Transnational gendered (im)mobility in border cinema: Iraqi refugee women in Australia

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Abstract

Hope by Steve Thomas is a feature documentary that tells the story of the SIEV-X tragedy during which around 400 Iraqi women, men and children drowned as they were trying to reach Australia by boat. This article focuses on Hope’s representation of Amal Basry, a Muslim veiled female asylum seeker who survived this tragedy. Through its discussion of Amal Basry, this paper reveals the intersectional forces that face female asylum seekers. This article adopts a transnational feminist approach to question the neo-Orientalist reduction of Muslim women’s problems to their religion. Hence, it seeks to shift the focus to the state crimes committed against refugees and to the impact of Australia’s harsh immigration policy on them and their families. Exploring Australia’s violation of the non-refoulement principle, and its disregard for its international obligations towards refugees, unveils the often-unstated spatial oppression that torments Muslim female asylum seekers due to Australia’s cruel refugee policy. My main argument is that Hope complicates the flat category of the “Muslim woman” through its focus on Iraqi veiled women’s agency, the struggle against the racialized border militarization and the criminalization of their movement.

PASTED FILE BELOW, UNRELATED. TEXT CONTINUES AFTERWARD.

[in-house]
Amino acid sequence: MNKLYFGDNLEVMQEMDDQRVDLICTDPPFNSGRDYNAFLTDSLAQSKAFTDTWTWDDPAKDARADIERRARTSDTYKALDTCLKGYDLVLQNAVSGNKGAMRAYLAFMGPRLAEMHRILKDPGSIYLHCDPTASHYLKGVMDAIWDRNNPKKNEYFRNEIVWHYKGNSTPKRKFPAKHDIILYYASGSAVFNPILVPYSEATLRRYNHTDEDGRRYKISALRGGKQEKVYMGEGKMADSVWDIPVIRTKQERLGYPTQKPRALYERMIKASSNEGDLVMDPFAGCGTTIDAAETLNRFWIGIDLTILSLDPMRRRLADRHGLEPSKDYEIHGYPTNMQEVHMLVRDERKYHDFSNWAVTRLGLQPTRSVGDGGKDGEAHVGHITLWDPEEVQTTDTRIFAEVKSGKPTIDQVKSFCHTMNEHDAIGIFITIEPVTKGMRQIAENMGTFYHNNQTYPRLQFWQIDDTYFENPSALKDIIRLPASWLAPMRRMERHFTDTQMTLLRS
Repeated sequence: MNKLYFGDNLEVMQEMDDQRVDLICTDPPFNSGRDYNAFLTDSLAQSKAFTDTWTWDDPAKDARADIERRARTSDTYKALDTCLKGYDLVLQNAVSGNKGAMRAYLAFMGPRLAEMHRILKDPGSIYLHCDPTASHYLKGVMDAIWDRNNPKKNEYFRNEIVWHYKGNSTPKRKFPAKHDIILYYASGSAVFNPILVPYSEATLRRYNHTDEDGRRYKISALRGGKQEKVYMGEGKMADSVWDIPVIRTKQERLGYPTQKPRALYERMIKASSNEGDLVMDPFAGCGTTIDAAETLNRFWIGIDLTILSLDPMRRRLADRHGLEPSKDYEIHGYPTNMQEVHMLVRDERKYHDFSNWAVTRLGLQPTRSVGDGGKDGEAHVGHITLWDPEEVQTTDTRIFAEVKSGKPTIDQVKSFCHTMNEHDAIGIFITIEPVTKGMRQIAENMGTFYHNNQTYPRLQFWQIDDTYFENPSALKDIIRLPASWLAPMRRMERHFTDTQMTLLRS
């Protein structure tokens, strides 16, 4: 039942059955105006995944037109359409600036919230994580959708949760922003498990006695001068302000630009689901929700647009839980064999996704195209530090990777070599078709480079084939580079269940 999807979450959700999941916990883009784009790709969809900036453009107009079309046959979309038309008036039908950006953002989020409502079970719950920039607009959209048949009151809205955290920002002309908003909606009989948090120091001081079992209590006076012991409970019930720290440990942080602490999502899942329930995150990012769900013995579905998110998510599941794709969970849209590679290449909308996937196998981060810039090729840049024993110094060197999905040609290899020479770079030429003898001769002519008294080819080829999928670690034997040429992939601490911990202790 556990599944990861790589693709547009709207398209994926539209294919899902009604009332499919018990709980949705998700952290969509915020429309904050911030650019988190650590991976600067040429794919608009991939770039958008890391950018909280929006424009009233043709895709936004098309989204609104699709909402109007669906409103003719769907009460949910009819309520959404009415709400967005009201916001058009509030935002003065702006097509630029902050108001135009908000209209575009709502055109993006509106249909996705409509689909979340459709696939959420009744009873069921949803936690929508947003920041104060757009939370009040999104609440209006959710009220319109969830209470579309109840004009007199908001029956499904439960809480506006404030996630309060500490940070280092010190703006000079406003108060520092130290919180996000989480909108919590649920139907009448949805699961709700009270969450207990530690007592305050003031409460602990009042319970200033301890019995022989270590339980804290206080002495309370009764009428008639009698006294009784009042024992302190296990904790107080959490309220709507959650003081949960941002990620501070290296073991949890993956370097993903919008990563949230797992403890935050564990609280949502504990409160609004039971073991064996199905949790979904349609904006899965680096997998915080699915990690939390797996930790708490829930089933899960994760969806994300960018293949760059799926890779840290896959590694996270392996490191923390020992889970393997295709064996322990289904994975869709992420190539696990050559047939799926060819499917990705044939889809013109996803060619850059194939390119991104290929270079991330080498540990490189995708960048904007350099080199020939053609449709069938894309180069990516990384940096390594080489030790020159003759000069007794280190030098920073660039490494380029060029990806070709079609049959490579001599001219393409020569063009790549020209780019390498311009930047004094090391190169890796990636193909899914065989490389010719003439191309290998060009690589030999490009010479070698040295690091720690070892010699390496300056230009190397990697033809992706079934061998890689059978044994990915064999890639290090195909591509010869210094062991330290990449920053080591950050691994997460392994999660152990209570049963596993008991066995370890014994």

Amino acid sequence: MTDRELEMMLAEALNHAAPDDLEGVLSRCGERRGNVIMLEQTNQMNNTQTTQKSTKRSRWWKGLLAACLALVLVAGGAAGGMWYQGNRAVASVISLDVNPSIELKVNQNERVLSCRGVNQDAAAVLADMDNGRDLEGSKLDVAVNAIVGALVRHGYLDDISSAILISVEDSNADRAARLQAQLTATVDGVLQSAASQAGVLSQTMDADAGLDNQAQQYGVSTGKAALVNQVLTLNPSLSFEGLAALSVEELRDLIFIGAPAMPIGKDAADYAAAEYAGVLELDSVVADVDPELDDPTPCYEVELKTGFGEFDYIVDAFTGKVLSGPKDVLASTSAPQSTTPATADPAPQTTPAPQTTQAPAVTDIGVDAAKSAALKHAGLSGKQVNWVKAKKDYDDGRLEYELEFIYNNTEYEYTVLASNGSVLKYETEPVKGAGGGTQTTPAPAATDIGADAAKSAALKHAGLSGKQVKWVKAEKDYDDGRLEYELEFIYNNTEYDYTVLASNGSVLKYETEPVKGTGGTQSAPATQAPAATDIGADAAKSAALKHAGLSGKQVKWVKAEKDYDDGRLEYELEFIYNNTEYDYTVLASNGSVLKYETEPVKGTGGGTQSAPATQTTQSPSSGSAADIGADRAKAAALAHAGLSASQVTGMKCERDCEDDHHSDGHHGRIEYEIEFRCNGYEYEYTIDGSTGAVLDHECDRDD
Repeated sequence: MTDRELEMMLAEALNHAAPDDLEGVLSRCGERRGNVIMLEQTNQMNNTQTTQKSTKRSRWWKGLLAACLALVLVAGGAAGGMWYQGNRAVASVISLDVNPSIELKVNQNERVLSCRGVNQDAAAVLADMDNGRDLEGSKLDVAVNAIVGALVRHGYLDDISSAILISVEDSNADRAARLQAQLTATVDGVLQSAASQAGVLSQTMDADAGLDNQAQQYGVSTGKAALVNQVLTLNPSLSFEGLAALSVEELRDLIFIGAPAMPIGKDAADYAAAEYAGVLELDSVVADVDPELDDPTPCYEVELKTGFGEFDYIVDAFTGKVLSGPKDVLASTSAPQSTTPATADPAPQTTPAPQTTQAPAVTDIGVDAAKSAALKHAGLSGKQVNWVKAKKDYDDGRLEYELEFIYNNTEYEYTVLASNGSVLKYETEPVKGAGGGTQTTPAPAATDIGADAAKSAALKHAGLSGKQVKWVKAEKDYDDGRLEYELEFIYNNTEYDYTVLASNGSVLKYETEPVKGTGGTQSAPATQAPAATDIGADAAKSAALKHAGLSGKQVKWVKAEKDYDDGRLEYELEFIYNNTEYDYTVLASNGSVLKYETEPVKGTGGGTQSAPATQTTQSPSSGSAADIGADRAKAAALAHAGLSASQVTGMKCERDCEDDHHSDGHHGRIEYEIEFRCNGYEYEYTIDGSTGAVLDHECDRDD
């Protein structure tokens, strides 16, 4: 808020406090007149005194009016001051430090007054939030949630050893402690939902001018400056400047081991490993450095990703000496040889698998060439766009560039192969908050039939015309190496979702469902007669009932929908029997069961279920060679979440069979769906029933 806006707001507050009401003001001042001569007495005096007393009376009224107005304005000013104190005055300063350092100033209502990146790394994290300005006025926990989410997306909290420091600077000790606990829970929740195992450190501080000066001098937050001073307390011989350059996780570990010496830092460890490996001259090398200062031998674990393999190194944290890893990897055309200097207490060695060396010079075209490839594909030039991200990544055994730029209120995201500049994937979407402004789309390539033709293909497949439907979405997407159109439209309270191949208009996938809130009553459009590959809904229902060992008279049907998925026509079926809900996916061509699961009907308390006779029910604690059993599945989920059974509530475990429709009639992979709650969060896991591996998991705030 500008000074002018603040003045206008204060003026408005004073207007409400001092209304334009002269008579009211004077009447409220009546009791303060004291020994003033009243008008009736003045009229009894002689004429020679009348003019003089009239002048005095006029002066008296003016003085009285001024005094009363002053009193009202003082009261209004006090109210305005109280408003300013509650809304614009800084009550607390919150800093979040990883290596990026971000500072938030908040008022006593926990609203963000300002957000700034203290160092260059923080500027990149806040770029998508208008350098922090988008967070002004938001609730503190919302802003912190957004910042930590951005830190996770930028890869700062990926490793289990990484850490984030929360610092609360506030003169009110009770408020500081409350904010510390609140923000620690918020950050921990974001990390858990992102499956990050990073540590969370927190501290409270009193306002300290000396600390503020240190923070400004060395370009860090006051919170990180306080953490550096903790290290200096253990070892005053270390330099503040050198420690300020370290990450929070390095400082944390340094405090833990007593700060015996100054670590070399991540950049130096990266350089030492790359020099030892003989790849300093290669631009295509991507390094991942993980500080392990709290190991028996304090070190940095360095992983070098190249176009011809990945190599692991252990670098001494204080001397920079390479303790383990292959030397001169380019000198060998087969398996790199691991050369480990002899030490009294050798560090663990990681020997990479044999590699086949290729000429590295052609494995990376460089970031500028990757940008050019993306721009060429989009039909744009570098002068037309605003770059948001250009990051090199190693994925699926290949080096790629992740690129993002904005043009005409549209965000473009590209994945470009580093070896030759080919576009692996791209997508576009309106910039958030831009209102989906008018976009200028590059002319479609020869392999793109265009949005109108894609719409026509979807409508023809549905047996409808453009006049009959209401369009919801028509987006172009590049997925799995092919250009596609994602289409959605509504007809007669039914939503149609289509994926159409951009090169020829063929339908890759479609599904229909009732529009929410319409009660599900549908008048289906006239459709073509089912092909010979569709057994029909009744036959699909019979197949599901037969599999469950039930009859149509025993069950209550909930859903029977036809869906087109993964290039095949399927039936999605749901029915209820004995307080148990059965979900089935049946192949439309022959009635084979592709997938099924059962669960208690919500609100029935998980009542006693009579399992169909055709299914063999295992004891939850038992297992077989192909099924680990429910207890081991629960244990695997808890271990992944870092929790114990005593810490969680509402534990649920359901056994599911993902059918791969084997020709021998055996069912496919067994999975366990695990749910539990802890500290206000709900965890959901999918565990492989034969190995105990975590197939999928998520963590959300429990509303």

Original languageEnglish
Number of pages18
JournalLaw and Literature
Early online date17 Sep 2021
DOIs
Publication statusE-pub ahead of print - 17 Sep 2021

Keywords

  • Australia
  • Iraq
  • SIEV-X
  • female paperless migration
  • refugee women

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